The Infinite Jukebox – Teenage Kicks


Some records never age. The Undertones’ ‘Teenage Kicks’ was released in the summer of 1978 as the title track of a four track EP released on the local Derry label, Good Vibrations. The ‘Tones, John O’Neill and his brother Damien, Micky Bradley, Billy Doherty and Feargal Sharkey, sent a copy to John Peel, at the BBC in England, and followed it up with phone calls, badgering him to play it. He did. He fell in love with the record, and it’s opening lines decorate his gravestone.
He played it on his show one night that summer. I don’t remember when, but I listened to his show every night, and it was still every night because they hadn’t yet taken Friday off him and given it to Tommy Vance, and I heard it and I fell for it too.
That was thirty seven years ago this summer, by one, outmoded and illogical method of calculation, which is more than half my lifetime ago, and that’s simply not true, and not possible, because every time I hear Doherty’s two-beat drum intro, I hear a song that I only heard for the first time Thursday last week. The Infinite Jukebox is blessed by such a record.
There are better Undertones songs, ones with clearer and more distinct melodies, with a better production than the thick wodge of sound that goes into ‘Teenage Kicks’. But there is nothing that so distils the Undertones into two and a half minutes of pure bliss, teenage hormones furiously throbbing, the line between nervous innocence and rampant lust so finely straddled.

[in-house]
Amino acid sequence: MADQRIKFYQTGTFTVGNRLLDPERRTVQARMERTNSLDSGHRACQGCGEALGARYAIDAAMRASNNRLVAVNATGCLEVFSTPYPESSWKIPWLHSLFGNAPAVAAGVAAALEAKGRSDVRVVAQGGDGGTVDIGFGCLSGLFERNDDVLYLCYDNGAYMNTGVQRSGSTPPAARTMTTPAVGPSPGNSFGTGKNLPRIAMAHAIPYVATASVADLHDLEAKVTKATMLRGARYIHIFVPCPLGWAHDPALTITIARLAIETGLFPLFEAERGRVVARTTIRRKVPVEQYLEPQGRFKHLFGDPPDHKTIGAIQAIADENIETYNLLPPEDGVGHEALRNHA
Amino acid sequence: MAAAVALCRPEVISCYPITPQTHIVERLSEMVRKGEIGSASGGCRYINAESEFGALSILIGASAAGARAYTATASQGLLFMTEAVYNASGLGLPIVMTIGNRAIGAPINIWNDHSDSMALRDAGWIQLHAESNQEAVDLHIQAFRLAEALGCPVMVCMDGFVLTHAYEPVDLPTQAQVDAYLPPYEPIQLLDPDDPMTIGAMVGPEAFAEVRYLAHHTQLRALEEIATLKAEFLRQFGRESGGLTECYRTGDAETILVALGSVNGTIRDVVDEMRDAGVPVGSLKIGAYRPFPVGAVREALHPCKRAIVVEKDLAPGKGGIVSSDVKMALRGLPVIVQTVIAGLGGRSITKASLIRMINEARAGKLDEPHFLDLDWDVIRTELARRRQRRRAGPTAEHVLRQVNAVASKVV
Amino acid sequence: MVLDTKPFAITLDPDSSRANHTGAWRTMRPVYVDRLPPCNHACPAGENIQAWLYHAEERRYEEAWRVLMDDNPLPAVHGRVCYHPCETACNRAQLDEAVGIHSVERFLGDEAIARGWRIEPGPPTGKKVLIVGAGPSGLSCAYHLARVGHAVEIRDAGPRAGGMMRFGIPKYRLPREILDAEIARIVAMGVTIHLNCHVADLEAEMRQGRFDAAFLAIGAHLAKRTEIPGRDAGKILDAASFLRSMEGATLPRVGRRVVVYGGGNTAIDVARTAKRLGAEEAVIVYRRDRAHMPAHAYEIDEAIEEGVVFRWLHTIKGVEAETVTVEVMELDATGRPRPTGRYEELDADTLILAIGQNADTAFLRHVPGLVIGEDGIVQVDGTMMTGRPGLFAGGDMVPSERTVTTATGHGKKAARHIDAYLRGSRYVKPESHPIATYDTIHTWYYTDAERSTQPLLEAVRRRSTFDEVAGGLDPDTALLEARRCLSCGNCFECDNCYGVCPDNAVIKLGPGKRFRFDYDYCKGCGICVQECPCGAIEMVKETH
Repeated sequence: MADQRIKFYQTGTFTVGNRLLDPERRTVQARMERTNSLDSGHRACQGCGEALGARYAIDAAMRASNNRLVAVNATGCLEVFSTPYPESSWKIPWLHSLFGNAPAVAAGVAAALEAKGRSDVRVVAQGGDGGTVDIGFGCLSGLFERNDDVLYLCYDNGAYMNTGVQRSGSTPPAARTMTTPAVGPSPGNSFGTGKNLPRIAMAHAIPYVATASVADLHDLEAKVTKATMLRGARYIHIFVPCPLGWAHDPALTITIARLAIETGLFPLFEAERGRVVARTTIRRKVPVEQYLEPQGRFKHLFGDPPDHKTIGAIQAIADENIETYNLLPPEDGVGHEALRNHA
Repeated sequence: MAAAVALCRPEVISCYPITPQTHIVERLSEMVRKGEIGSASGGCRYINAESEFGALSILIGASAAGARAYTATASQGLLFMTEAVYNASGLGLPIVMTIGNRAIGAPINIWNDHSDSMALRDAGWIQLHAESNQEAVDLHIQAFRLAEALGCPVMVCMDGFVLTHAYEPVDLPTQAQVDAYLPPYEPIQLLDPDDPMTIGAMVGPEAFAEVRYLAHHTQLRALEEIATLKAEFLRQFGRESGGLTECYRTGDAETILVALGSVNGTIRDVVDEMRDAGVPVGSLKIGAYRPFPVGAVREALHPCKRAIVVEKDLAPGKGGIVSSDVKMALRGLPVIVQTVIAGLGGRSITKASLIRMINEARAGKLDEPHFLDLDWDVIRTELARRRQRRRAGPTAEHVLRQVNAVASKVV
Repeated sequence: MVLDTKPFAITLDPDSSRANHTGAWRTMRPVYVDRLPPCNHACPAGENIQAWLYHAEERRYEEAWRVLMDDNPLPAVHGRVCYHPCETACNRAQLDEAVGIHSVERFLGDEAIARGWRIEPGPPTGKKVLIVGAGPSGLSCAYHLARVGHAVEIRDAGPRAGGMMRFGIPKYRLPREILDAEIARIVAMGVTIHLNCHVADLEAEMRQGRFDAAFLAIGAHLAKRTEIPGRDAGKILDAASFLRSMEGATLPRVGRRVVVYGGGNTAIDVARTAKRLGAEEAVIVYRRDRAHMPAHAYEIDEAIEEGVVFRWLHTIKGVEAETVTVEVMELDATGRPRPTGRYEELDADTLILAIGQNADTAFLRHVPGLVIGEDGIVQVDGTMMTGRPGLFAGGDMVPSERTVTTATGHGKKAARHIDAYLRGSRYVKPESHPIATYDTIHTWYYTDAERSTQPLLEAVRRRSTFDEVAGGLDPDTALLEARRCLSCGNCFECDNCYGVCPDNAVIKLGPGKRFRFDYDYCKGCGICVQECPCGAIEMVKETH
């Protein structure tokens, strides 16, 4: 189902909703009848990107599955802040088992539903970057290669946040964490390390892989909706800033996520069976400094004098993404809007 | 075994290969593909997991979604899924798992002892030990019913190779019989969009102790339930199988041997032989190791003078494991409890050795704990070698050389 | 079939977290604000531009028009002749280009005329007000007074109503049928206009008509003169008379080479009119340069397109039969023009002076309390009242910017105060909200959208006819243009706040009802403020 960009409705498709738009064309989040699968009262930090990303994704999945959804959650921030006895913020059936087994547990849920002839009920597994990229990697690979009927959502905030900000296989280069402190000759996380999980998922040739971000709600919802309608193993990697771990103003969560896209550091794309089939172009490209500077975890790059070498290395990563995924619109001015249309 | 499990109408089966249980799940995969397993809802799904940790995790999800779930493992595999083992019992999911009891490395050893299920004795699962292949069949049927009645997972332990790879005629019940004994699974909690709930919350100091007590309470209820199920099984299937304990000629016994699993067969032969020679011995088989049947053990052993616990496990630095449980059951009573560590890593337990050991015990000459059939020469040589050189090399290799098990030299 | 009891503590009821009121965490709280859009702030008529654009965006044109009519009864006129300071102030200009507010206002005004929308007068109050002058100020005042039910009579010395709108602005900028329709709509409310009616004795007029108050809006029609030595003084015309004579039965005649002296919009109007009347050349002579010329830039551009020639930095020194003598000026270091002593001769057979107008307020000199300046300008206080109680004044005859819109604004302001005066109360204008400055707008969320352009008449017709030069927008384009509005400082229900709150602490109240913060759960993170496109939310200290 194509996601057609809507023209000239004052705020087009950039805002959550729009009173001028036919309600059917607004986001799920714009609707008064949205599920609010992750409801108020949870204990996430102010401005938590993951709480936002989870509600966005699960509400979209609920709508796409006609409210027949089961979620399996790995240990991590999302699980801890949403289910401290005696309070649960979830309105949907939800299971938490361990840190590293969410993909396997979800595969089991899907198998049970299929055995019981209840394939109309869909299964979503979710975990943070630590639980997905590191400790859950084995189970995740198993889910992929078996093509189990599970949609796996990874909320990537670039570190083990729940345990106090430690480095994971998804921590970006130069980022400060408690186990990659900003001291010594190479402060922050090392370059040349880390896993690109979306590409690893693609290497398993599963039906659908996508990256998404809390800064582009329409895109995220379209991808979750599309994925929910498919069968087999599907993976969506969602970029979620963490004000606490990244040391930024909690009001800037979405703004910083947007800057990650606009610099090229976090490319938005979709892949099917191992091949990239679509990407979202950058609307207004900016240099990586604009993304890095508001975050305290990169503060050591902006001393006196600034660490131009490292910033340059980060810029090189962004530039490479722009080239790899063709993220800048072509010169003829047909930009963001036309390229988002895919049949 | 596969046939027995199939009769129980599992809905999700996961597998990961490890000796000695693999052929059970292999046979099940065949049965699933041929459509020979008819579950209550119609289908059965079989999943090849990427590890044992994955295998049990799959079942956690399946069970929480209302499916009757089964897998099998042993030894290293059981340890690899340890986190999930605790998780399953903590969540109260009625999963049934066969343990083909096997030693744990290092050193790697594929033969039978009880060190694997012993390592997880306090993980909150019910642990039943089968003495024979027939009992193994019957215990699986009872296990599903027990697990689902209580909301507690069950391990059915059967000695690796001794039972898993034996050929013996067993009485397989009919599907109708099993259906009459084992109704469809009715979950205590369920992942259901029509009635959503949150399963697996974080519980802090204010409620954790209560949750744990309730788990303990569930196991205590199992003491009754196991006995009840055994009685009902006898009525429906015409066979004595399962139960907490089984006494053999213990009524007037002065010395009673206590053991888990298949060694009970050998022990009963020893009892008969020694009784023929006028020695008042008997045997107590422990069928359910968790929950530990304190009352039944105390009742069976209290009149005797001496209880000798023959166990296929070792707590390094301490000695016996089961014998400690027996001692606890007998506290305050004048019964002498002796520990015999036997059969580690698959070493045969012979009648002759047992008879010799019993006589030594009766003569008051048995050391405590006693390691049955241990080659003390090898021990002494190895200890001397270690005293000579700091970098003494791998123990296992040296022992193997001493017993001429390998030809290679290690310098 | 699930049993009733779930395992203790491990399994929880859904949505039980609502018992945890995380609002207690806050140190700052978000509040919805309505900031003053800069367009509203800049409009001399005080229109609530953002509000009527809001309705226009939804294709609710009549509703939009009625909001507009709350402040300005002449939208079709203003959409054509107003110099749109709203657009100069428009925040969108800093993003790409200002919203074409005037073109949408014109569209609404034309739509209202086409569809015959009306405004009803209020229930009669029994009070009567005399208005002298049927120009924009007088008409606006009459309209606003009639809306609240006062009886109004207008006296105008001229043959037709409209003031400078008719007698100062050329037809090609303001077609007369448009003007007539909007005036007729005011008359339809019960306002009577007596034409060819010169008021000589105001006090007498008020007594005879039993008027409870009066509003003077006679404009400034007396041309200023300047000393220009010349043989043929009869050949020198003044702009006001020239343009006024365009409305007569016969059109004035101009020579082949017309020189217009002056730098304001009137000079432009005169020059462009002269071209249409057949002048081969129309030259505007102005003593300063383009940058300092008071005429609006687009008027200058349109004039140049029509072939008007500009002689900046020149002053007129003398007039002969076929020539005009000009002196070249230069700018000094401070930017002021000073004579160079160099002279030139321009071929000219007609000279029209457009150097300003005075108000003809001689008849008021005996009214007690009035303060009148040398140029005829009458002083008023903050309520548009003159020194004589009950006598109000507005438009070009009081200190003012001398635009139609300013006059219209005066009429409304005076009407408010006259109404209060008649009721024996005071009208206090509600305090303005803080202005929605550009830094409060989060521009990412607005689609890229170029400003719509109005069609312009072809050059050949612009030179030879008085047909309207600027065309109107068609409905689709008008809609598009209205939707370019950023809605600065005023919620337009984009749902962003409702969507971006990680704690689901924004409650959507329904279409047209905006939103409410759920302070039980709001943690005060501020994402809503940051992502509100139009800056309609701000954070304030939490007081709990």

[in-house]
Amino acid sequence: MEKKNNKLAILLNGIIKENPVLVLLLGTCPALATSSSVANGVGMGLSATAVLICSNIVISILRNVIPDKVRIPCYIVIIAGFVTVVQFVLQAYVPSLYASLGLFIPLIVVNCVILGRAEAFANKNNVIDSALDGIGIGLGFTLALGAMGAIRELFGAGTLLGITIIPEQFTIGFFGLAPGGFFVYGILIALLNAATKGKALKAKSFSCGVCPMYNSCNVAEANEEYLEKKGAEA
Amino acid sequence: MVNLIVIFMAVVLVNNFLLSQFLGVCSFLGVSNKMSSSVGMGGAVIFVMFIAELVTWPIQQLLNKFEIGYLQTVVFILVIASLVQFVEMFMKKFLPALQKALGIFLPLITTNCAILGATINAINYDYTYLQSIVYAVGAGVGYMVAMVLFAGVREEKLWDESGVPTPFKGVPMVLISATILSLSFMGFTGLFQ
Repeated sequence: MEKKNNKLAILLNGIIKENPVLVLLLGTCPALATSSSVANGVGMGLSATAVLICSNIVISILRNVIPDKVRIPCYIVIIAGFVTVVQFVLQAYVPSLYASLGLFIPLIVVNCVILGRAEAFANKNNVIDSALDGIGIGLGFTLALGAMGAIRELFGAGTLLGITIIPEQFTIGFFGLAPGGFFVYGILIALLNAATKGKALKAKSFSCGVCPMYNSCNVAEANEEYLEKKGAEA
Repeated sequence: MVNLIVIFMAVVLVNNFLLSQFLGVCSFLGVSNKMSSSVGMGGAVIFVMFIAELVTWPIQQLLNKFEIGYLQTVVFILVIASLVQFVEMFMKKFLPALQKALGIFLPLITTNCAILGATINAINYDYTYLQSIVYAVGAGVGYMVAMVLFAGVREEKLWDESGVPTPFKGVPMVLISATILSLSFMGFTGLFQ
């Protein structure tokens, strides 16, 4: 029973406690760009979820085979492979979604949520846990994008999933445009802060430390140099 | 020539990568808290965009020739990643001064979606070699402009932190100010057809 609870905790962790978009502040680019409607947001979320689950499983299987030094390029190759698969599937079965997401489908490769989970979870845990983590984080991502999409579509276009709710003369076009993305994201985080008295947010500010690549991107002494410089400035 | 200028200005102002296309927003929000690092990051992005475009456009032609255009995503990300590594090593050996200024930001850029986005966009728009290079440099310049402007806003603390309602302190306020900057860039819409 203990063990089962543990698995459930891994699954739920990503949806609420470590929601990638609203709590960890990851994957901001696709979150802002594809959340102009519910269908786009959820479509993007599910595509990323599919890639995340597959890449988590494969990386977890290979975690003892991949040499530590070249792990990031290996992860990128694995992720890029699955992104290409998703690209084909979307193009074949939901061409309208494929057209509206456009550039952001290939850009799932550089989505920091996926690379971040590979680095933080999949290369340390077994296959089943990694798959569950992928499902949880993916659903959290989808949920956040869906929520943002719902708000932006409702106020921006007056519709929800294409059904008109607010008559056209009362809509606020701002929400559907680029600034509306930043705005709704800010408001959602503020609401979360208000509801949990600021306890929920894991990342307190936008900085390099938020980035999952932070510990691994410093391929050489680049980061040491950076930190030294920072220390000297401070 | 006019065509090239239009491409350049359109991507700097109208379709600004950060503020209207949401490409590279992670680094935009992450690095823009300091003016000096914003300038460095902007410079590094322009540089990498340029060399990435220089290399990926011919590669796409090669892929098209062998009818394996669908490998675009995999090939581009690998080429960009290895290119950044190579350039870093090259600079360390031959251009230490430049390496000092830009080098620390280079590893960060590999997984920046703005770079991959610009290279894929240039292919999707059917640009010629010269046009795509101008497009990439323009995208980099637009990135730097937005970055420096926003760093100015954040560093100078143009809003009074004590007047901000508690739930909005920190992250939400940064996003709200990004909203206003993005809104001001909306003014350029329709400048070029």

A teenage dream’s so hard to beat. What other dreams are so powerful, balanced between desire and fear? Another girl in the neighbourhood, wish she was mine, she looks so good. I’m gonna call her on the telephone, have her over cos I’m all alone. The every day, the utterly mundane turns into moments of shining gold and the music reflects that directness, the raw power of the dream.
I wanna hold her, wanna hold her tight, get Teenage Kicks right through the night…
And this came from a quintet of teenagers in a troubled city in Northern Ireland, a city whose own name symbolised the conflict raging on its streets, a conflict that gave the Undertones’ home the nickname of Stroke City, and they ignore all this and focus on the one thing on their minds. John O’Neil’s words and music are simple and direct, and they have never lost their meaning, because they speak of yearning, and the music churns and roars, Billy Doherty’s drums keeping it anchored to earth.
It has the raucousness of punk, and something of the attention to melody re-introduced by the Buzzcocks, but not quite yet unleashed. It’s about being sixteen, sixteen forever, forever drowned in wanting, in finding a focus that underneath isn’t focused at all, because if she’s not the answer to the dream, someone else will be, but for here and now, at the heart of this urging music, she is the only one there is in the world.
And there’s even a guitar solo, twiddly, plangent, constructed out of just a few notes, and gloriously it’s not where you expect it to be, two verses, middle eight, solo, third verse, but it comes right at the very end, when there’s nothing left to say, and only an impression to create, as jangling as your nerves.
I wanna hold her, wanna hold her tight, get Teenage Kicks right through the night…
All right.

https://www.youtube.com/watch?v=wAtUw6lxcis

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